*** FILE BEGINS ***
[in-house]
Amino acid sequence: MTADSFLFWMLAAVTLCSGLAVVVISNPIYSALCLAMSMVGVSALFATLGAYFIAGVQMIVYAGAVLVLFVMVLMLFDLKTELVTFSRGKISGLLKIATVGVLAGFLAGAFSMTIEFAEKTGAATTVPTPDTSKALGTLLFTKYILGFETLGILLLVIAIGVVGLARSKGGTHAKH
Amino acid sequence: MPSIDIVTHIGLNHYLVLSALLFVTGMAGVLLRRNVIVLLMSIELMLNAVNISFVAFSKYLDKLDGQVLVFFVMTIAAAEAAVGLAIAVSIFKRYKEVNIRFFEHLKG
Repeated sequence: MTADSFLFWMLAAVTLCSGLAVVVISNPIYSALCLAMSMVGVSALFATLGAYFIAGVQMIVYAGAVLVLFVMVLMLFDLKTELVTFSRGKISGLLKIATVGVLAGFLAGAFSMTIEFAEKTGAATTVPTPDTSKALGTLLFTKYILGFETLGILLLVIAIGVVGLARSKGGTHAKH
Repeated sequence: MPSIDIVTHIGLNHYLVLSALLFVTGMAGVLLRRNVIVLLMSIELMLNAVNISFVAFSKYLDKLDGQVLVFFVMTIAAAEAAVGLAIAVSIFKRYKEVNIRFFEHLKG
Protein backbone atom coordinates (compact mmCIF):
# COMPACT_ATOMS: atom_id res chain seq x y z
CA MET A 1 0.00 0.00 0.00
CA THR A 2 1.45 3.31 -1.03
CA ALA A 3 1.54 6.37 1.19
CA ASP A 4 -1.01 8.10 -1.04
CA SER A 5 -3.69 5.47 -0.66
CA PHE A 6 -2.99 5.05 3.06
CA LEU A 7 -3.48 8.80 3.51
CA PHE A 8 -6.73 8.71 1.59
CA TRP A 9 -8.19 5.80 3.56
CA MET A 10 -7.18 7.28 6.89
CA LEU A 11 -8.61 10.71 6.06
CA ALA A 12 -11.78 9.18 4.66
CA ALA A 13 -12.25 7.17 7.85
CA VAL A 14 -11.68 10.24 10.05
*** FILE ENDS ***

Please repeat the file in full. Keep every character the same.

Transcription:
[in-house]
Amino acid sequence: MTADSFLFWMLAAVTLCSGLAVVVISNPIYSALCLAMSMVGVSALFATLGAYFIAGVQMIVYAGAVLVLFVMVLMLFDLKTELVTFSRGKISGLLKIATVGVLAGFLAGAFSMTIEFAEKTGAATTVPTPDTSKALGTLLFTKYILGFETLGILLLVIAIGVVGLARSKGGTHAKH
Amino acid sequence: MPSIDIVTHIGLNHYLVLSALLFVTGMAGVLLRRNVIVLLMSIELMLNAVNISFVAFSKYLDKLDGQVLVFFVMTIAAAEAAVGLAIAVSIFKRYKEVNIRFFEHLKG
Repeated sequence: MTADSFLFWMLAAVTLCSGLAVVVISNPIYSALCLAMSMVGVSALFATLGAYFIAGVQMIVYAGAVLVLFVMVLMLFDLKTELVTFSRGKISGLLKIATVGVLAGFLAGAFSMTIEFAEKTGAATTVPTPDTSKALGTLLFTKYILGFETLGILLLVIAIGVVGLARSKGGTHAKH
Repeated sequence: MPSIDIVTHIGLNHYLVLSALLFVTGMAGVLLRRNVIVLLMSIELMLNAVNISFVAFSKYLDKLDGQVLVFFVMTIAAAEAAVGLAIAVSIFKRYKEVNIRFFEHLKG
Protein backbone atom coordinates (compact mmCIF):
# COMPACT_ATOMS: atom_id res chain seq x y z
CA MET A 1 0.00 0.00 0.00
CA THR A 2 1.45 3.31 -1.03
CA ALA A 3 1.54 6.37 1.19
CA ASP A 4 -1.01 8.10 -1.04
CA SER A 5 -3.69 5.47 -0.66
CA PHE A 6 -2.99 5.05 3.06
CA LEU A 7 -3.48 8.80 3.51
CA PHE A 8 -6.73 8.71 1.59
CA TRP A 9 -8.19 5.80 3.56
CA MET A 10 -7.18 7.28 6.89
CA LEU A 11 -8.61 10.71 6.06
CA ALA A 12 -11.78 9.18 4.66
CA ALA A 13 -12.25 7.17 7.85
CA VAL A 14 -11.68 10.24 10.05